In conversation with

In Conversation With: Paolo Del Gallo Di Roccagiovine

We are thrilled to share with you our interview with Paolo del Gallo di Roccagiovine. As part of our "In Conversation With" column, the young roman artist is taking us in a magical world of exotic plants and animals while talking about his new experiences as he enters the art world, as well as his advice for emerging artists.
20th November 2020 | Image Curators Advisory
Paolo del Gallo, Untitled, 2017, engraving on paper, 15 x 20 cm. Courtesy: The Artist
Paolo, You Recently Had Your First Solo Exhibition In Rome, Could You Talk About It? How Do You Feel?
I worked for two years in the Galleria del Cortile owned by Luce Monachesi in via del Babbuino, Rome, to evaluate the last act of the artistic practice: the exposure and the relationship with the public and potential collectors.
Shortly before the recent restrictions due to the second wave of Coronavirus, one day the gallery owner asked me if I wanted to have, from there to a week, my first solo show with the gallery. An intuition perhaps due to her strong instinct to evaluate, the situation and be able to find that idea that would turn everything around, of course at the very last moment. Bear in mind that the night before the first lockdown, her instincts led her to convince me to go out for a delicious salmon taco. Naturally, we found ourselves at the table next to two bounty hunters from Hungary in disguise. All this is effortlessly surrounded by an air of general alert due to an ongoing pandemic.
“Even for an instant, that moment in which we come into contact with a work of art, whatever it may be, it will change our perspective”
Once decided that Nature was the theme of the exhibition and gathered my best paintings, the second step was to find a solution to the lockdown restrictions. For an already famous artist or at least a known one in the field, this could have been an amazing opportunity. In this total restriction, you would be able to select the collectors interested in the works and the gallery. Unfortunately, I was an unknown and emerging artist needing publicity. I needed a lot of people and a lot of mess to become known. Indeed, thanks to the arrival of six policemen around seven and a half in the evening, I finally became known. The exhibition was inaugurated on the 26th October 2020 in conjunction with the Rome Art Week, in which the gallery participates and after discussing my dissertation for the degree in painting at the Accademia di Belle Arti di Roma. The guests were scattered throughout the week. Great turnout on Friday, the day of the arrival of the policemen, which were not invited but very welcomed by the gallery owner who exclaimed: "How nice, I had never had the Carabinieri at my opening, now we can be really safe!”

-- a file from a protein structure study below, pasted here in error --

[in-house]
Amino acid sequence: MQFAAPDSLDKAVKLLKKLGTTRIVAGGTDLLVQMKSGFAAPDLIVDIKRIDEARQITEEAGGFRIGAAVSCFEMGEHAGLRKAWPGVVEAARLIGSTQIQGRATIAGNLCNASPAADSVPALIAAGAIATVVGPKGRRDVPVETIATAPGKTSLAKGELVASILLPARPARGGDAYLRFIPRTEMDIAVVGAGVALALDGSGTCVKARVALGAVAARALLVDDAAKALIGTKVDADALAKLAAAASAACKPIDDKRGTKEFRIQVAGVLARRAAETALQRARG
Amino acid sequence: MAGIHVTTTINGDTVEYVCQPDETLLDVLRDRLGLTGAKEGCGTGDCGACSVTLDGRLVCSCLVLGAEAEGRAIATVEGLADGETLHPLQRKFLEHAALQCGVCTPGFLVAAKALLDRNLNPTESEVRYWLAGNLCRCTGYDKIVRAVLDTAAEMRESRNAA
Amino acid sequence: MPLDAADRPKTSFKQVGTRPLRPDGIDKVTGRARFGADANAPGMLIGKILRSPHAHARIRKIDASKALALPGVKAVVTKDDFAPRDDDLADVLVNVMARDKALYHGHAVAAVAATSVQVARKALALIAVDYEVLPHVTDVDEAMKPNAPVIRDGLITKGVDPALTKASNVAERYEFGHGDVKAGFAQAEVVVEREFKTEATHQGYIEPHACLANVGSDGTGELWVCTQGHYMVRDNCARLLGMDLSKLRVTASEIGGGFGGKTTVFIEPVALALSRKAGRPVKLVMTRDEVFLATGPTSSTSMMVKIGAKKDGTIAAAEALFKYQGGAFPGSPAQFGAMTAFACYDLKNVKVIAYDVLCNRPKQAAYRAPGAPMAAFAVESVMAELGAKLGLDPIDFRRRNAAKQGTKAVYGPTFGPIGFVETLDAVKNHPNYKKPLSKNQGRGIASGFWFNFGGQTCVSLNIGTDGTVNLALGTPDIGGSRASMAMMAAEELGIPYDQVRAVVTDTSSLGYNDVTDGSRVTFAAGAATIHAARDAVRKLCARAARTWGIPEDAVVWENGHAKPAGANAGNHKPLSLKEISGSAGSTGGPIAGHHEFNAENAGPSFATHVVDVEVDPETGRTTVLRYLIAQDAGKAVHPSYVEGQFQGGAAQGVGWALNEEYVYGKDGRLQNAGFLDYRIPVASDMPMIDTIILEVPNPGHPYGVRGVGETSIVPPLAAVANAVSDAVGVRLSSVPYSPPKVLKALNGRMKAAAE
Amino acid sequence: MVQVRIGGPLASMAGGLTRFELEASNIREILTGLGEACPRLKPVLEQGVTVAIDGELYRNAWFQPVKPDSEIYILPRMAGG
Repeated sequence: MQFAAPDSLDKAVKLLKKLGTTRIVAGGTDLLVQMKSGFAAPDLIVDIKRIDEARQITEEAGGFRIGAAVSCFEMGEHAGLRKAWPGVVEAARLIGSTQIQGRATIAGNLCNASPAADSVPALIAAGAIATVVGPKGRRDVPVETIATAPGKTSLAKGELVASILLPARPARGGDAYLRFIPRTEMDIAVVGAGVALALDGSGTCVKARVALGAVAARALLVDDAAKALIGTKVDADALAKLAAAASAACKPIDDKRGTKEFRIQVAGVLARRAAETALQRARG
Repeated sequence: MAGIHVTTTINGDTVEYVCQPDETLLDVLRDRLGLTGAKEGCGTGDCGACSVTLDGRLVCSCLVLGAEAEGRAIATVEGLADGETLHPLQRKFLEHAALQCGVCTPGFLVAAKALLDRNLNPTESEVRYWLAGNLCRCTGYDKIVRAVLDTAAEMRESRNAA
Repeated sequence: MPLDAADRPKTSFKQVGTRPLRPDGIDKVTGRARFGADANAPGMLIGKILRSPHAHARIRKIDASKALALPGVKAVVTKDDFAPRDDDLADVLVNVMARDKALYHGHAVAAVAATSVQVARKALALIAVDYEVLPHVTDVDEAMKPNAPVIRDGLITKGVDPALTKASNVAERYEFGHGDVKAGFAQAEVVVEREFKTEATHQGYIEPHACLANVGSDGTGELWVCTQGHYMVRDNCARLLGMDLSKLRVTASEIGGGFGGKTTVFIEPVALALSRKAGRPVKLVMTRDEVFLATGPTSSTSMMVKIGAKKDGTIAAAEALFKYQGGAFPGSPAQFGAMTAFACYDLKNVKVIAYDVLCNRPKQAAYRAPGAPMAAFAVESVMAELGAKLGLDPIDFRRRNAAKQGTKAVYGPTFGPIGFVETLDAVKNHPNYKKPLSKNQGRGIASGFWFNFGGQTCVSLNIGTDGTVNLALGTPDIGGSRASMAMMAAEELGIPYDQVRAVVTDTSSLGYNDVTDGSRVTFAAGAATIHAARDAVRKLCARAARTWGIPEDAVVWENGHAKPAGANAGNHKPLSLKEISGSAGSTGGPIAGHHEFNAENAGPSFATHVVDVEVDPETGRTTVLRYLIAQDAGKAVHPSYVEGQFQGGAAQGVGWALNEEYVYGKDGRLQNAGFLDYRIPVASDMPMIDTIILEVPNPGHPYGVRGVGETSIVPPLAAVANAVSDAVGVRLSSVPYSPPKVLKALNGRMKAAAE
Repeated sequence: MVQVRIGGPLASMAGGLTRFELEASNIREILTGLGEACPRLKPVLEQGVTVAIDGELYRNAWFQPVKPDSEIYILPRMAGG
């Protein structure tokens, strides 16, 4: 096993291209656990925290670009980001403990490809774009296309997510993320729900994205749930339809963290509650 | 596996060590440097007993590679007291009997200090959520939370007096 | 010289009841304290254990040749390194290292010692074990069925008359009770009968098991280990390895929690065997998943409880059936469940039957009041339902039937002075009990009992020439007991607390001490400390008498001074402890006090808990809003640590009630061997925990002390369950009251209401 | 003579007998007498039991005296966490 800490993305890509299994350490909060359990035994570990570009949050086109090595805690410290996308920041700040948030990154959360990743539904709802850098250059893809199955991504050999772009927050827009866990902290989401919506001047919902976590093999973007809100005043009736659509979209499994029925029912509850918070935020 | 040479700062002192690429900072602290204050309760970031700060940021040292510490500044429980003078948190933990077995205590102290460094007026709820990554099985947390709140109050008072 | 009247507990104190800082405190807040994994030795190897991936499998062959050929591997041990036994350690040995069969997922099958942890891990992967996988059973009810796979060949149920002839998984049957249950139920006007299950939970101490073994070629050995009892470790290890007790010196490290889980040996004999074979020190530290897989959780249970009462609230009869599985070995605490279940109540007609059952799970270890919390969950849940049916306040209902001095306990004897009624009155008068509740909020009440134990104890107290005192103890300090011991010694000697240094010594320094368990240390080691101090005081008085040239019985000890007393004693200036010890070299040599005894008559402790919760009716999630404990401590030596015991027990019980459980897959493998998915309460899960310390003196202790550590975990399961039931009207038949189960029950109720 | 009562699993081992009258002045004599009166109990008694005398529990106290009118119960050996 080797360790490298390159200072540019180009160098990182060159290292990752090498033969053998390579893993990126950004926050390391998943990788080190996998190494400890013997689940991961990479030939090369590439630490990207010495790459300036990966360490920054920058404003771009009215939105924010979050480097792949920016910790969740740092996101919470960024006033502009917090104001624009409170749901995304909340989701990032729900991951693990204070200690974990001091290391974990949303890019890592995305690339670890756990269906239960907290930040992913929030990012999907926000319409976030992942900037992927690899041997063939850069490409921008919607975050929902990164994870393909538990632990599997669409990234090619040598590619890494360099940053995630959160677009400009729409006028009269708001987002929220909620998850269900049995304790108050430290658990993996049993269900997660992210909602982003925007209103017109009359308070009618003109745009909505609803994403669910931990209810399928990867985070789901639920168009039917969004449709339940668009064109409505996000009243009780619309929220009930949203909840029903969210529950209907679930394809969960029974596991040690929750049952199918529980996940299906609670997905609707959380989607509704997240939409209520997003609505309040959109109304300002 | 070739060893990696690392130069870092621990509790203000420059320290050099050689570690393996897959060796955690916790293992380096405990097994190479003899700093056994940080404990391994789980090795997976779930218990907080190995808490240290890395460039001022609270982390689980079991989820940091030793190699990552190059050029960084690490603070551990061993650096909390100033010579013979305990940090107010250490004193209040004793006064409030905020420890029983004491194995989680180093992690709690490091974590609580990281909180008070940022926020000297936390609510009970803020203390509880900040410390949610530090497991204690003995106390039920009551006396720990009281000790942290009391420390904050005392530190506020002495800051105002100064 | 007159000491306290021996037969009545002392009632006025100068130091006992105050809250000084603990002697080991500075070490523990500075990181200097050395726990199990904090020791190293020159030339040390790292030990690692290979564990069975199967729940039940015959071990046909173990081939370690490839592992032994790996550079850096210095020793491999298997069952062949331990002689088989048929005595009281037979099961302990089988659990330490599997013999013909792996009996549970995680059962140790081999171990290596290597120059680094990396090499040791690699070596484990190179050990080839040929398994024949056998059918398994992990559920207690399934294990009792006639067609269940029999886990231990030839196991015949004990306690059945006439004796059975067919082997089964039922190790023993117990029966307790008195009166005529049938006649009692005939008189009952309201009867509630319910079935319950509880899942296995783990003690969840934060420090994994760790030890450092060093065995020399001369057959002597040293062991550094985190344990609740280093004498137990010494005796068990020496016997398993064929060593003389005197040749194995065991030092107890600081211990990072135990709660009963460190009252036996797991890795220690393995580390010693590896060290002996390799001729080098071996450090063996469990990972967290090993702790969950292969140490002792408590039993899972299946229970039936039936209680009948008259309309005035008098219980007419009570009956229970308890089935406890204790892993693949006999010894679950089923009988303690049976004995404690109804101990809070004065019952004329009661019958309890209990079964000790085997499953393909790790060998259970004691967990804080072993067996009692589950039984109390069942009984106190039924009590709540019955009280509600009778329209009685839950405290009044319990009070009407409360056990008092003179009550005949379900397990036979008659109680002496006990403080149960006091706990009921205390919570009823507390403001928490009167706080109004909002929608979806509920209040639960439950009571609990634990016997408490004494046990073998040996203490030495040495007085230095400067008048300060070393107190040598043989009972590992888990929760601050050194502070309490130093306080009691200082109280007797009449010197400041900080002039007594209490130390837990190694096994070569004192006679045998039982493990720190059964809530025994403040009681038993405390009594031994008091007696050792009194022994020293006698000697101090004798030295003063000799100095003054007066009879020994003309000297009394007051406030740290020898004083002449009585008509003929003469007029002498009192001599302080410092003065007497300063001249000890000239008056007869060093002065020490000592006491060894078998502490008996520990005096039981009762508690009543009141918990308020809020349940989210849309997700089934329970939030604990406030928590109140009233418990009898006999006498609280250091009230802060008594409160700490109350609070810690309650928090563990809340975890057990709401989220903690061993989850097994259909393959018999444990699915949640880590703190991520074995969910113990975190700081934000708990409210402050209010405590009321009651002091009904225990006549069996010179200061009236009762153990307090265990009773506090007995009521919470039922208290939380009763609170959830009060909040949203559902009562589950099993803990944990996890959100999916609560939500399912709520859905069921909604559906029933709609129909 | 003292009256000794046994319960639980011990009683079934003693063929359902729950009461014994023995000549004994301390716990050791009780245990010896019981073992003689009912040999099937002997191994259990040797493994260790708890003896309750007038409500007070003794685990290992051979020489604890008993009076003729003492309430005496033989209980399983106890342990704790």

I am satisfied with the exhibition. It was a great battle, as these are very challenging times. People are scared to leave the house. The last thing you think of is spending time on art without understanding that art, beauty, and the intensity of the related observations, are indeed those that can save us. Even for an instant, that moment in which we come into contact with a work of art, whatever it may be, it will change our perspective [forever].
Could You Talk About Your Art, And What Inspires You?
The leitmotif of my interests has always been Nature, in its many forms, aspects, and colours. Those extinct species and those that migrate, like people are forced to do so, now more than ever.

In my works, I attempt to convey the intrinsic values of Nature. I’m trying to capture it through its magical shapes and colours. The choice of these subjects noticeably represents the states of mind that I go through and of those attributed to the characters I want to represent Thus, birds, insects, and also fantastic animals are all part of my canvases. The fauna appears from indefinite backgrounds in which exotic plants materialise, some are transparent, almost imperceptible, others visible, and very detailed.